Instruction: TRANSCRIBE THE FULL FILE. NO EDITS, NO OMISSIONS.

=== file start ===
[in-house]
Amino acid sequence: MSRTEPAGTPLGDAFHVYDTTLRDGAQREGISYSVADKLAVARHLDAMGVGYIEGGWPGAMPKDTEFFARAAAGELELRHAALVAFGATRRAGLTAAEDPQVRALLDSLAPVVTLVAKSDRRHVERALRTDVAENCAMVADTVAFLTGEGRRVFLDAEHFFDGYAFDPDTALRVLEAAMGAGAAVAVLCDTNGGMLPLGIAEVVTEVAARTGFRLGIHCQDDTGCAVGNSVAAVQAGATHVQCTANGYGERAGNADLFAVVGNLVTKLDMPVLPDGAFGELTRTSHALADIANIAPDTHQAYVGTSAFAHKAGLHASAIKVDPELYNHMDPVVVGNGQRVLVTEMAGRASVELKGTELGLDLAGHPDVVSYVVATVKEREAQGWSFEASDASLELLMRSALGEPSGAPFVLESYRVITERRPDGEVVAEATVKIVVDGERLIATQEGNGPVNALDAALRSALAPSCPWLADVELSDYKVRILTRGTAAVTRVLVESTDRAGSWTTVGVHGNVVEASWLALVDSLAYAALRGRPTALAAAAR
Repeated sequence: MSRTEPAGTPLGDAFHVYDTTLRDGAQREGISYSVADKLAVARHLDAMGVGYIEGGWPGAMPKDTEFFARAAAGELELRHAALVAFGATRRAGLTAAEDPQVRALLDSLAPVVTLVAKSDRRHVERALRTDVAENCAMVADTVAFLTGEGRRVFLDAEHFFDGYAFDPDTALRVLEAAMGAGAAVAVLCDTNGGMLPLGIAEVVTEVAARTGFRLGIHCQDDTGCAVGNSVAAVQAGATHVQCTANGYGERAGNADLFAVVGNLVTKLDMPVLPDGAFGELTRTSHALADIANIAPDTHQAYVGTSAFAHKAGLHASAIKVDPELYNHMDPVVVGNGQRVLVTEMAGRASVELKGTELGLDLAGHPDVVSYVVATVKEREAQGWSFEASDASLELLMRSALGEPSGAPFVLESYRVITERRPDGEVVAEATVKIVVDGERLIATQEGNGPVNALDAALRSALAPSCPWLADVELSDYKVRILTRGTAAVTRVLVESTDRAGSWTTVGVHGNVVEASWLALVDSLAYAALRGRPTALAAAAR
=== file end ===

[in-house]
Amino acid sequence: MSRTEPAGTPLGDAFHVYDTTLRDGAQREGISYSVADKLAVARHLDAMGVGYIEGGWPGAMPKDTEFFARAAAGELELRHAALVAFGATRRAGLTAAEDPQVRALLDSLAPVVTLVAKSDRRHVERALRTDVAENCAMVADTVAFLTGEGRRVFLDAEHFFDGYAFDPDTALRVLEAAMGAGAAVAVLCDTNGGMLPLGIAEVVTEVAARTGFRLGIHCQDDTGCAVGNSVAAVQAGATHVQCTANGYGERAGNADLFAVVGNLVTKLDMPVLPDGAFGELTRTSHALADIANIAPDTHQAYVGTSAFAHKAGLHASAIKVDPELYNHMDPVVVGNGQRVLVTEMAGRASVELKGTELGLDLAGHPDVVSYVVATVKEREAQGWSFEASDASLELLMRSALGEPSGAPFVLESYRVITERRPDGEVVAEATVKIVVDGERLIATQEGNGPVNALDAALRSALAPSCPWLADVELSDYKVRILTRGTAAVTRVLVESTDRAGSWTTVGVHGNVVEASWLALVDSLAYAALRGRPTALAAAAR
Repeated sequence: MSRTEPAGTPLGDAFHVYDTTLRDGAQREGISYSVADKLAVARHLDAMGVGYIEGGWPGAMPKDTEFFARAAAGELELRHAALVAFGATRRAGLTAAEDPQVRALLDSLAPVVTLVAKSDRRHVERALRTDVAENCAMVADTVAFLTGEGRRVFLDAEHFFDGYAFDPDTALRVLEAAMGAGAAVAVLCDTNGGMLPLGIAEVVTEVAARTGFRLGIHCQDDTGCAVGNSVAAVQAGATHVQCTANGYGERAGNADLFAVVGNLVTKLDMPVLPDGAFGELTRTSHALADIANIAPDTHQAYVGTSAFAHKAGLHASAIKVDPELYNHMDPVVVGNGQRVLVTEMAGRASVELKGTELGLDLAGHPDVVSYVVATVKEREAQGWSFEASDASLELLMRSALGEPSGAPFVLESYRVITERRPDGEVVAEATVKIVVDGERLIATQEGNGPVNALDAALRSALAPSCPWLADVELSDYKVRILTRGTAAVTRVLVESTDRAGSWTTVGVHGNVVEASWLALVDSLAYAALRGRPTALAAAAR